You've Booked an Author Presentation, Now What?


In our last blog, I wrote about the advance planning needed to ensure you have a successful event. In this post, I want to offer some tips on what do after you get a booking for an event.

 What to Send in Advance

Congratulations! You have a booking or bookings. The next step is to prepare a flyer that the school can download to send out to parents in advance of the event. The professionally designed flyer should be one page in length and contain the following:

  • A summary of the presentation
  • The title of your book, a brief description, and an image of your book cover
  • A short author bio and an author photo
  • A simple order form for students to purchase your book ahead of time and instructions on where to buy it later
  • Your website address, info about your social media pages, and any other contact info you wish to provide

While not always the case, you may be able to purchase your books from your publisher at a significant discount. Price your book at an author event high enough so you can make a profit from any sales made but low enough that people feel like they're getting a good value for their money. Also, offer to personally sign with the child's name any books paid for in advance. On the day of the event, you should bring extra books to sell. Some children will show up ready to buy even though their parents didn’t order the book in advance.

What to Charge for Your Event

When you first start doing school events, you may want to do them for free and concentrate on book sales. However, after you’ve done several, feel more confident, and become more well-known in your region, you can charge anywhere from $100 to $400 per event with an extra $50 per each class that you add. For example, if you agree that your fee will be $250, but the school wants you to present to four different groups throughout the day, then the total fee you will charge will be $450.

Bring Freebies for the Librarians and Teachers

Teachers and librarians alike love receiving free gifts! When you arrive for your presentation, make sure to bring signed copies of your book to give to the librarian and teachers. You can also bring other promotional items such as bookmarks, magnets, pencils, etc. Story Monsters LLC offers these cool #CAUGHTREADING magnets and even copies of Story Monsters Ink magazine that some authors have used for their freebie items.

Photo Release Forms

During your presentation, you might want to have someone take photos that you can use to market yourself for future talks. If you plan to do this, be sure to get photo releases for the students who will be featured in the photos or in any video clips that you have recorded. Talk to the school prior to your event to find out what their process is. You may need to supply your own forms. If this is the case, you can Google "Photo Release Form Samples" to find one that might work for you. These “author in action” photos are some of the most useful publicity tools that you can have to add to your website, social media pages, and press kit.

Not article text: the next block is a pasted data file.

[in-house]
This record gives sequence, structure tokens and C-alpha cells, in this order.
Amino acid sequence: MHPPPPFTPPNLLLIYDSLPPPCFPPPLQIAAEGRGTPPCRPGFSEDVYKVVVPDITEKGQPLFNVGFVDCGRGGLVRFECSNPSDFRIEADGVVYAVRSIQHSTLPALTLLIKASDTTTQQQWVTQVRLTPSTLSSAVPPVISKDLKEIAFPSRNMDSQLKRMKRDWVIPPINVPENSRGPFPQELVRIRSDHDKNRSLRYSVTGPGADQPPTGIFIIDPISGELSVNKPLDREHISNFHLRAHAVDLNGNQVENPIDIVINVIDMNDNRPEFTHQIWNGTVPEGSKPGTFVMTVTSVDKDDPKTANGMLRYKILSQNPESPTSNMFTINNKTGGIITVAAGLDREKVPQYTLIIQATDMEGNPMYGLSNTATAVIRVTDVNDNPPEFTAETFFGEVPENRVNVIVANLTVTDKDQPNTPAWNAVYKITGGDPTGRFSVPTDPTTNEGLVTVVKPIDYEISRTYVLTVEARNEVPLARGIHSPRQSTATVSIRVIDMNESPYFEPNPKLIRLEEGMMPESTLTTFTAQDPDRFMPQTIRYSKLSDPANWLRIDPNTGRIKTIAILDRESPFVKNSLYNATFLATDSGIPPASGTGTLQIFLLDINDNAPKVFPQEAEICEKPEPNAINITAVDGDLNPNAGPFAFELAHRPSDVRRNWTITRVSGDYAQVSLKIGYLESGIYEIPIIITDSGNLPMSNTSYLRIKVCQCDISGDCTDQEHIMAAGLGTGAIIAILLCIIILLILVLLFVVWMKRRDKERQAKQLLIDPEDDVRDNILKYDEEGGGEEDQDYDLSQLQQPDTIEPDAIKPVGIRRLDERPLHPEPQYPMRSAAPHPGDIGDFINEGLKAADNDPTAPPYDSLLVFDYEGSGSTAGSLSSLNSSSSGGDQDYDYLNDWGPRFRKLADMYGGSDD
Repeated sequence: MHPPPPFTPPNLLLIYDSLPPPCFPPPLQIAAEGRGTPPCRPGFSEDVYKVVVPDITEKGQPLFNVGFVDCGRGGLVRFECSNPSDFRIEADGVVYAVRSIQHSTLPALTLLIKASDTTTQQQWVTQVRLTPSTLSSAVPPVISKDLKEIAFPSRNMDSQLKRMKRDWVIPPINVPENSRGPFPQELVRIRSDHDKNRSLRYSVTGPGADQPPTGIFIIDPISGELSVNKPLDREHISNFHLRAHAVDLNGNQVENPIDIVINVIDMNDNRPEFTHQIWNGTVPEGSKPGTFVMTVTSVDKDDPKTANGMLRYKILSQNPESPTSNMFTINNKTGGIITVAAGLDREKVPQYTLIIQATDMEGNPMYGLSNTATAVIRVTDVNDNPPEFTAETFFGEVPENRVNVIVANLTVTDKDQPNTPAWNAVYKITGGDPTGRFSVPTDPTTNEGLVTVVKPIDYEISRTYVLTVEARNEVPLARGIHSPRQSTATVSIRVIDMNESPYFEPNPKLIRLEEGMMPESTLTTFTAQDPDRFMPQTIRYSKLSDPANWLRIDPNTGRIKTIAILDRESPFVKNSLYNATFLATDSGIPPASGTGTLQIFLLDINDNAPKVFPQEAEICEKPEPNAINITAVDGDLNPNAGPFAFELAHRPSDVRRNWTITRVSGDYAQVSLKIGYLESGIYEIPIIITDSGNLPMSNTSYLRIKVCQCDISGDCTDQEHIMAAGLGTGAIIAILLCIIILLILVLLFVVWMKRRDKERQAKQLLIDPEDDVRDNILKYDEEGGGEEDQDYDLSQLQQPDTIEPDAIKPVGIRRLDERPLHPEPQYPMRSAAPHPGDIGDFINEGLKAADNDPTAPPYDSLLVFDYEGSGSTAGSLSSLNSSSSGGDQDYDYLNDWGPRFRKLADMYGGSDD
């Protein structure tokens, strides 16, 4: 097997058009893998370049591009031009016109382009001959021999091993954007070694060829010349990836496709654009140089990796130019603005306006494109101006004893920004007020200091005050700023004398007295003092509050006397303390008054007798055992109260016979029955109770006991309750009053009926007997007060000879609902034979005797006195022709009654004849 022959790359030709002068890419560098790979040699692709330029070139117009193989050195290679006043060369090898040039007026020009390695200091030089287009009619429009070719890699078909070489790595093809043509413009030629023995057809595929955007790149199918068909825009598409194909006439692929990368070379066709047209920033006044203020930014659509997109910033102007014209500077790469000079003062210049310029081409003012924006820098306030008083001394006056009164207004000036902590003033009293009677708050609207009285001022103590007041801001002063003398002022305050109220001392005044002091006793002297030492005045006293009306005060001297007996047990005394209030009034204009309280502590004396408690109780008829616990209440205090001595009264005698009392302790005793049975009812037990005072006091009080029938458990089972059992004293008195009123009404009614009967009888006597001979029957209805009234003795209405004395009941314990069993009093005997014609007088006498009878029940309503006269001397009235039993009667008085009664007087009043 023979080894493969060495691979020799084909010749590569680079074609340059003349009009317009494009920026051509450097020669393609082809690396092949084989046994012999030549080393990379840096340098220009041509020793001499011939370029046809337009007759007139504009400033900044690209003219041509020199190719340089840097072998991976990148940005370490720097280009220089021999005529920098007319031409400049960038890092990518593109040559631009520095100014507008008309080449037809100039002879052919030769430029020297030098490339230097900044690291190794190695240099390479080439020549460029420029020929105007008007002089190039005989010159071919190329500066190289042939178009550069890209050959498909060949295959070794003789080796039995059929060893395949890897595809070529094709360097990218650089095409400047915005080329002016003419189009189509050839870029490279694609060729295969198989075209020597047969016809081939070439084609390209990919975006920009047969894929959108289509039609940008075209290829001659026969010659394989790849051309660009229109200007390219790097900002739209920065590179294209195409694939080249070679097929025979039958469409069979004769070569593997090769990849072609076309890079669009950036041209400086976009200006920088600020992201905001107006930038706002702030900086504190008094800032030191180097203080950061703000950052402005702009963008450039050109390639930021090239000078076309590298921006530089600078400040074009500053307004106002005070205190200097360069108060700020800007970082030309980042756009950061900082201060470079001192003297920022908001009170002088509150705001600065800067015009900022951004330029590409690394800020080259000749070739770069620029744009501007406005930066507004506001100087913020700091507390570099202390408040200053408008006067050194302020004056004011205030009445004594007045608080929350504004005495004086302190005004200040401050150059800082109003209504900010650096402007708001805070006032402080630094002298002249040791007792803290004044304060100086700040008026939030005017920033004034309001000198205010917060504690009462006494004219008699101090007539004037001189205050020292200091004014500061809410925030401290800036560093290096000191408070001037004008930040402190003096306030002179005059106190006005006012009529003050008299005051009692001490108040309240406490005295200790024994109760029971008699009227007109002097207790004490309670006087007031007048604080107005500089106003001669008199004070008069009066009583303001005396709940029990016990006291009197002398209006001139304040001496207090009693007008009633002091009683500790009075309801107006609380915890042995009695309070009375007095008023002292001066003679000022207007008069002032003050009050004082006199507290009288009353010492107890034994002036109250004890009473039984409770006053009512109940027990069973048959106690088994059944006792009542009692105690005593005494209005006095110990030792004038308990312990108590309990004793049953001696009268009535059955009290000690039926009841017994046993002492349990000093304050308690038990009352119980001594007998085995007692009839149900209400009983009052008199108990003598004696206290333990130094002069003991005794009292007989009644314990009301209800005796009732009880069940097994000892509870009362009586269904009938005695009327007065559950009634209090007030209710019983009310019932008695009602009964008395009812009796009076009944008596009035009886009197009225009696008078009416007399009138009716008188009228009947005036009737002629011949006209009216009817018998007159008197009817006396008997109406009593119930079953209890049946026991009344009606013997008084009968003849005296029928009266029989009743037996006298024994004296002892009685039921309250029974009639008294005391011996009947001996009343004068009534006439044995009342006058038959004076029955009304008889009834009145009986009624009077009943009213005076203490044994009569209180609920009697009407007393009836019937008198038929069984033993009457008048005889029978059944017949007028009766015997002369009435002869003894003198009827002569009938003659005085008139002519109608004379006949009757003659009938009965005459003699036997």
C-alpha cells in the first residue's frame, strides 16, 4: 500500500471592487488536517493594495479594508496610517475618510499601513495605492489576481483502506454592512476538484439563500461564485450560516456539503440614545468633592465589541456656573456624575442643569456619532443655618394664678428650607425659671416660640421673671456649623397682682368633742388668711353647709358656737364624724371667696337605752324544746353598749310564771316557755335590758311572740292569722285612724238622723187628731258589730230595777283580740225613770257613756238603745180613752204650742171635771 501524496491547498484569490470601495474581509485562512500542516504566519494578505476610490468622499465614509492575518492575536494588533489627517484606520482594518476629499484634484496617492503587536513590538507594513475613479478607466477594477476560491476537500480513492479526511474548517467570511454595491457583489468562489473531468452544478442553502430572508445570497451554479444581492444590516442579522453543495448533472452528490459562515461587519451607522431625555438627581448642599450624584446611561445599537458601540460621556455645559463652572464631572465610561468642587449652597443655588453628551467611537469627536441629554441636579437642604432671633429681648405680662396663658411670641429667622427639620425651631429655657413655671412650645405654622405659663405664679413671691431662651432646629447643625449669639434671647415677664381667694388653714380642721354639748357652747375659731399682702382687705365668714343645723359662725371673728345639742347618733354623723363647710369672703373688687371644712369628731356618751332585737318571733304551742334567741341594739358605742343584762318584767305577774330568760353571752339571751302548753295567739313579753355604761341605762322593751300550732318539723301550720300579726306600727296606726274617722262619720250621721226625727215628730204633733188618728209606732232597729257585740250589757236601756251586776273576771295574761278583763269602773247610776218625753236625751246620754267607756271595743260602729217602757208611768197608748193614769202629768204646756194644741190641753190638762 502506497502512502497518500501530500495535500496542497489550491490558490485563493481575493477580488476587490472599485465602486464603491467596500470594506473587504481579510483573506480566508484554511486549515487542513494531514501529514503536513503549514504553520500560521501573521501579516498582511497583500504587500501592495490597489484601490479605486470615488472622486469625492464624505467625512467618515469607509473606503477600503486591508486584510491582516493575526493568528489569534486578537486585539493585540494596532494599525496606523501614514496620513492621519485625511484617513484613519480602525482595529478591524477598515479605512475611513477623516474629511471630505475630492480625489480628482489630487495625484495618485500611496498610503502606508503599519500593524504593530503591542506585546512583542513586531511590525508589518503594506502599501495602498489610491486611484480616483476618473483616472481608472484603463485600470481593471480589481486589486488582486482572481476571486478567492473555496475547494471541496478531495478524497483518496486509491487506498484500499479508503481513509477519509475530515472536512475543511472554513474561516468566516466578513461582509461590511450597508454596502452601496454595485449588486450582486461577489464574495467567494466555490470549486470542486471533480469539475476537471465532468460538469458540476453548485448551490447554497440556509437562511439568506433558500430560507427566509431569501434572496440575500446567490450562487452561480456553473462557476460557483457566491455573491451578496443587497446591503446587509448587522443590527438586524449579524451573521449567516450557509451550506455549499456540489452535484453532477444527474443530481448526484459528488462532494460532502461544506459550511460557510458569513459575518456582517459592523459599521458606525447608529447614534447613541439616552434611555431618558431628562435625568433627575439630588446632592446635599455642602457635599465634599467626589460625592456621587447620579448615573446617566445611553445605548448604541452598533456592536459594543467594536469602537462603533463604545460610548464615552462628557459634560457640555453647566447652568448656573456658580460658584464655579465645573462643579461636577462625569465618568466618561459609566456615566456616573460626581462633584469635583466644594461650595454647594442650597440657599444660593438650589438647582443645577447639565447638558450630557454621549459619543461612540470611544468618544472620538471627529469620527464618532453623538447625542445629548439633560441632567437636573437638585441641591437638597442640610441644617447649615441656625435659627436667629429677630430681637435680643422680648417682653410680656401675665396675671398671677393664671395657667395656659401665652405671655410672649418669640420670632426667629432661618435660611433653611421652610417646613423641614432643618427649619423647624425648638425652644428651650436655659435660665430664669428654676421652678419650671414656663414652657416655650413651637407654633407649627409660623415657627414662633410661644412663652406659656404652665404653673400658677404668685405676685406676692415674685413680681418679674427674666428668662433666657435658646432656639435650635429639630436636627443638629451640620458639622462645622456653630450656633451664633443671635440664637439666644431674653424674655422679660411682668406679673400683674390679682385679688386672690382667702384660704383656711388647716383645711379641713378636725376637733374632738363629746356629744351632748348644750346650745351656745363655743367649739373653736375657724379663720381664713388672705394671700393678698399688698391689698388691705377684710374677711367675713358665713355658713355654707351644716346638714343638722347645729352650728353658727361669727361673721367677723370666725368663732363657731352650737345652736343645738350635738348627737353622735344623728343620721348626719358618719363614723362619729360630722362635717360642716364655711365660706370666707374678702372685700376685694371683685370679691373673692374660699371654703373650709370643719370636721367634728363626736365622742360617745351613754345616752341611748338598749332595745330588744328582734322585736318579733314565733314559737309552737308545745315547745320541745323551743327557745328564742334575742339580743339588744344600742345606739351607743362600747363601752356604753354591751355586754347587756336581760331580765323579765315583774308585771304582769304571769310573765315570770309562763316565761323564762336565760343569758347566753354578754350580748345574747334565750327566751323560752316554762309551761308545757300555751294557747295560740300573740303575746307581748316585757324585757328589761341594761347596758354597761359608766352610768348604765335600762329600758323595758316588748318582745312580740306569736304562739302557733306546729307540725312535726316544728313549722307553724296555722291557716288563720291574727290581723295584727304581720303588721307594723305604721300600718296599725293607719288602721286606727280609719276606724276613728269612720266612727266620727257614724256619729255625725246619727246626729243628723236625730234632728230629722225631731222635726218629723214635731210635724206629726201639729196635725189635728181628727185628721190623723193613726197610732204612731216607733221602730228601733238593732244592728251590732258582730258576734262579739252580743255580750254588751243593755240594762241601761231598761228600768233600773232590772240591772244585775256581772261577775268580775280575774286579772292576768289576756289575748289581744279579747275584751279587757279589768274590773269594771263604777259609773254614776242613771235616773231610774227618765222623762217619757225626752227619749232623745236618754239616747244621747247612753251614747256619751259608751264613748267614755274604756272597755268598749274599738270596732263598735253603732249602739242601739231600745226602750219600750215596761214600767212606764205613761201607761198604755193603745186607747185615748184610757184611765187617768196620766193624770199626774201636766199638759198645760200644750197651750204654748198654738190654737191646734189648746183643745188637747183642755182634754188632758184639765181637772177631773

Evaluation Forms

Make sure to supply evaluation forms for the adults and a select group of students to fill out after the event is over so that they can comment on what they liked (or didn’t like!) about your presentation. Feedback isn’t always easy to accept, but it will give you a better idea of what pleases your audiences and help to improve your talk. Any positive feedback you receive, whether in a thank you note or on the evaluation form, provides great material to post on your website or social media pages. In the end, it's all about getting out there and promoting yourself!

Consider a Panel

Another idea to consider is forming a panel of speakers with your illustrator and editor. There are several ways you can use this approach. You can divide your talk into sections with each person responsible for speaking about a specific topic. Or, you can do a Q & A where each person has 5 to 7 questions that they are prepared to answer. The options are endless. The main thing is to create a dynamic presentation that will make the kids excited about your book and reading. As you can see, a lot goes into preparing a successful school visit.

Some Wrap-Up Thoughts on School Visits

No matter what advance planning you do, something may go wrong. Always have a plan B ready for how you’ll give your presentation in case there’s a bump in the road. It is important to relax, go with the flow, and stay in tune with your audience so the kids will have fun and ultimately, so will you!

Have you done author school visits? I'd love to hear what has worked for you! Share your ideas in the comments section below. If you like what you're reading, I would love if you shared this blog with your friends, colleagues, and networks!

About Linda F. Radke


Linda F. Radke is president of Story Monsters LLC and publisher of Story Monsters Ink® magazine, selected by School Library Journal  as one the great magazines for kids and teens. For over 30 years, she has produced and marketed award-winning books for all ages. Clients and the media describe Radke as an industry leader in creativity, innovation, and customer service. She has received many publishing, public relations, and marketing awards, including “Book Marketer of the Year” by Book Publicists of Southern California. A former K-12 special education teacher and Arizona State University instructor, she has served as a keynote speaker and workshop facilitator for publishing and marketing. Radke is a member of the Children’s Book Council, National Federation of Press Women, and Independent Book Publishing Association. Based in Chandler, Arizona, she is passionate about helping authors make their dreams a reality. Radke’s motto is, “You can't compromise on quality. Do it right or don't do it all!”